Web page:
White told Food Manufacture that his ‘collaboration approach’ has proven to be the most effective way to quickly resolve issues: “In the first GCA survey in 2014, average compliance with the Code was 75% and almost four-fifths (79%) of suppliers had a Code issue. In 2024, average compliance had risen to 91% and the number of suppliers with Code issues has dramatically fallen to one-third (33%) of suppliers.”

‘I will not hesitate to launch a formal investigation’

However, he said if such a tactic does prove insufficient going forward, he will not hesitate to change tact: “If a collaborative approach is not the most effective way of influencing a retailer’s behaviour, then I will use my other powers including investigation.”

On Amazon specifically, he added: “When I told Amazon about its survey score and the issues suppliers reported, I emphasised that compliance with the Code is a legal requirement. Amazon must take swift and comprehensive action to demonstrably comply with the Code and it should tell its suppliers what it is doing to achieve that.

“If I believe that there are reasonable grounds to suspect that Amazon may have broken the Code and it is not rectifying the issues, I will launch an investigation if appropriate, necessary and the quickest way to bring about change.

“I encourage all suppliers to keep providing me with evidence about your experiences with Amazon. I will keep whatever you share completely confidential. I want to also hear from suppliers with issues with any of the other 13 Retailers. My contact details are on the GCA website.

“You can also contact the Retailer’s CCO who can help to resolve your issue. All the CCOs have committed to confidentiality and the retailers have all committed to ensuring suppliers do not face negative consequences as a result of raising issues.”

'We are very disappointed'

Responding to the results, an Amazon spokesperson said: "We are very disappointed by these results and we are committed to improving them.
“Amazon takes the Groceries Code extremely seriously and we have introduced robust compliance procedures for our suppliers.
“We have made a series of improvements to our grocery supplier experience since last year’s results, with clearer explanations for cost price increase decisions, minimum periods for de-listing, and the launch of a major upgrade for handling invoice disputes.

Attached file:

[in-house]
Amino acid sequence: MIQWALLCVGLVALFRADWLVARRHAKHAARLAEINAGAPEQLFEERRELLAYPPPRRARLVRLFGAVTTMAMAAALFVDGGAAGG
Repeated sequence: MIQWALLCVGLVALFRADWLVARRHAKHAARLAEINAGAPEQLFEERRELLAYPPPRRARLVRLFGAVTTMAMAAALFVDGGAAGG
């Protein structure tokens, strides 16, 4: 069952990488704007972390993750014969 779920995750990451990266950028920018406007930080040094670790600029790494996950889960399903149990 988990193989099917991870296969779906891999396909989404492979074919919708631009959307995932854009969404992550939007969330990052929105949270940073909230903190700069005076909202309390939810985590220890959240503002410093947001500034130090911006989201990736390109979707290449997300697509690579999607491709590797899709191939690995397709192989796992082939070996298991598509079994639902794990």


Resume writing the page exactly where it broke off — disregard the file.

“We will be making further changes, with faster time-frames to resolve more types of financial disputes, as well as strengthened account management support for smaller suppliers.
“There is still more to do. We are committed to working with the Groceries Code Adjudicator, building long-term sustainable relationships with our suppliers, and continuing to create opportunities for suppliers of all sizes to reach millions of customers in the UK and around the world.”

As part of its commitment to improve its supplier experience, Amazon has established a dedicated team who are focused on implementing improvements based on the findings and feedback from this survey throughout the course of the year. It has also been engaging with suppliers directly through its feedback panels.

It has implemented several changes already, including the launch of a new dashboard that allows suppliers to raise and resolve disputes faster, and provides access to real-time data on shipment variances in advance of deductions being applied.

It has also introduced a new process which provides suppliers with the status of requests for cost price increases, as well as clearer explanations of decisions, alongside the roll-out of a minimum notification periods prior to a product being de-listed.

As the GCA's White heads into his second term as Adjudicator, he said the focus is ensuring all retailers are complying with the Code.

“I will not hesitate to take whatever action is most effective to ensure this is the case.”

In other news, Wrexham-based Jones Village Bakery has been acquired.